This link has a diagram showing the different parts of the headstall. The part that is actually called the bosal is the nose piece. It's very stiff and I'd say the only concern is that it may ding Blu's nose since a white nose is easy to mark.
Saturday I spent a lot of time in the saddle. Probably 3 or 4 hours. Only an hour of it was actual riding, during my lesson, but the rest of the time was totally nice. We'd stood for hours and he didn't move - and I mean didn't move. He wasn't fidgeting or moving his feet the whole time Sharon and Emilie were getting their lessons.
Emilie was first up, riding Rocky and working on flying lead changes and pattern work. Because the workout was so intense it could only be done a bit at a time to give Rocky a chance to rest up. So when she finished it was Sharon's turn on Nazz. Once Sharon's lesson was done, Rocky and Emilie were on again. Then it was my turn with Blu. (I wore gloves this time - no holes in my hands from the reins this weekend!)
Remember when I mentioned that Blu challenged me a bunch and we figured that by me meeting his every challenge he wouldn't do as many challenges next time? It appears to be working. There were probably only 10% of the challenges and they were minor. And his spook level is super low, too. At one point I was going into the lope heading towards the side of the arena that has the giant hedge that has a road behind it. A truck pulling a trailer drove by going the same direction we were. You can't see the vehicles on the road, just hear them. It sounded like a big metal trailer full of loose metal parts because it was making a RACKET. We were keeping pace with the truck and trailer and not only did Blu not spook, he even picked up the correct lead. Awesome! And while we were finishing up our lesson Sharon and Emilie left the arena with Nazz and Rocky and Blu was left by himself. Horses don't like it when every other horse leaves the area, and I'm sure he knew they were going to the barn. He watched them leave yet still kept his head on the job. I was so impressed with him. I tell you, he is really becoming a bomb-proof gelding. And we're going to work hard to keep him that way!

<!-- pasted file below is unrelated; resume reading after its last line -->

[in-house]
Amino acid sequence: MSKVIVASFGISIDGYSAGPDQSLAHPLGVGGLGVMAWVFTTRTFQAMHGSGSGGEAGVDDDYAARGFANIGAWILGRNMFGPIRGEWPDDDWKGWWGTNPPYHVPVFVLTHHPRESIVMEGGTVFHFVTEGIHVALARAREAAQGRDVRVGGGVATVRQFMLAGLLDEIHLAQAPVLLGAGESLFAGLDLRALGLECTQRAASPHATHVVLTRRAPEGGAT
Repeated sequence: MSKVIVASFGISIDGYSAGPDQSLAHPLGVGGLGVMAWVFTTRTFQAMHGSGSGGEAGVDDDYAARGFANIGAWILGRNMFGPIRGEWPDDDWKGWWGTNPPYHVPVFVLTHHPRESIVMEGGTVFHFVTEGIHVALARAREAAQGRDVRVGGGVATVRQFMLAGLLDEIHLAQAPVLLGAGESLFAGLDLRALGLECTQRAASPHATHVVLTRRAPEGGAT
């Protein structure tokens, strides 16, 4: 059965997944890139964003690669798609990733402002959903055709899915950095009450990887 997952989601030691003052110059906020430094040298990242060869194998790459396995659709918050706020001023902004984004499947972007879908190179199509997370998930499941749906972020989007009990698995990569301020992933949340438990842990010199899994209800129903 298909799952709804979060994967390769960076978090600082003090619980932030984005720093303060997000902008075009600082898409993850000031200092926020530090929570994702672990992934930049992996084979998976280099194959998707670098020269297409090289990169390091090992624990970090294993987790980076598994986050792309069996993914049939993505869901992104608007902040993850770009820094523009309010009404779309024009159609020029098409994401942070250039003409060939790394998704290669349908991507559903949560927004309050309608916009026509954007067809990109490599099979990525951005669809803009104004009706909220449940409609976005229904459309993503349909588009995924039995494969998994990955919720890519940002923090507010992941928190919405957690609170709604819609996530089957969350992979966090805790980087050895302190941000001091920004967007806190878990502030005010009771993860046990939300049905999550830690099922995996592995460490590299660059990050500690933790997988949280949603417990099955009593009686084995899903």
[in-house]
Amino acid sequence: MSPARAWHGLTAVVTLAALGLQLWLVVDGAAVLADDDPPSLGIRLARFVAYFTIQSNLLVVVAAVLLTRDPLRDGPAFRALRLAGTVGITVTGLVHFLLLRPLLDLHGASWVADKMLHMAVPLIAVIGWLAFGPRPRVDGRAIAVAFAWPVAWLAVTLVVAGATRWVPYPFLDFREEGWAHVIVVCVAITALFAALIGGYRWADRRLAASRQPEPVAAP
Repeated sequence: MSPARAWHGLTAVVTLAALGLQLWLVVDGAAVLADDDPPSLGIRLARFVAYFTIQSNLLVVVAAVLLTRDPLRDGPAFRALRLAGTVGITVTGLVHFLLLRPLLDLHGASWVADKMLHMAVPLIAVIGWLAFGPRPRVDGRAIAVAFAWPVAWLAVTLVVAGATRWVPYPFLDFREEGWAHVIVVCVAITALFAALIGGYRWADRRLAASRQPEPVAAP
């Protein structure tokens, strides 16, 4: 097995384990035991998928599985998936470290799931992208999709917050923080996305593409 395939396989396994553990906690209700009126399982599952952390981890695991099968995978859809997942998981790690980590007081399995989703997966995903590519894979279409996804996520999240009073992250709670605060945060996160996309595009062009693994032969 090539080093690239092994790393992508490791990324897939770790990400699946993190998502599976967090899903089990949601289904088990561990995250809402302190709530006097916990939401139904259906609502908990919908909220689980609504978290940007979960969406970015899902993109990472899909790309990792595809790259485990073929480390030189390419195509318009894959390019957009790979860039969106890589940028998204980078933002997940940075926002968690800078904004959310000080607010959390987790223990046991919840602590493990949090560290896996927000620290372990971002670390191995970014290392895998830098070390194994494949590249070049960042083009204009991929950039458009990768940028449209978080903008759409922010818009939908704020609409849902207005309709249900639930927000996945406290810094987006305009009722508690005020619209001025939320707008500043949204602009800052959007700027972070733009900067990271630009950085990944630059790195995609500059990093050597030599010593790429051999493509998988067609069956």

This video was from Sunday morning. I used my phone to take the video.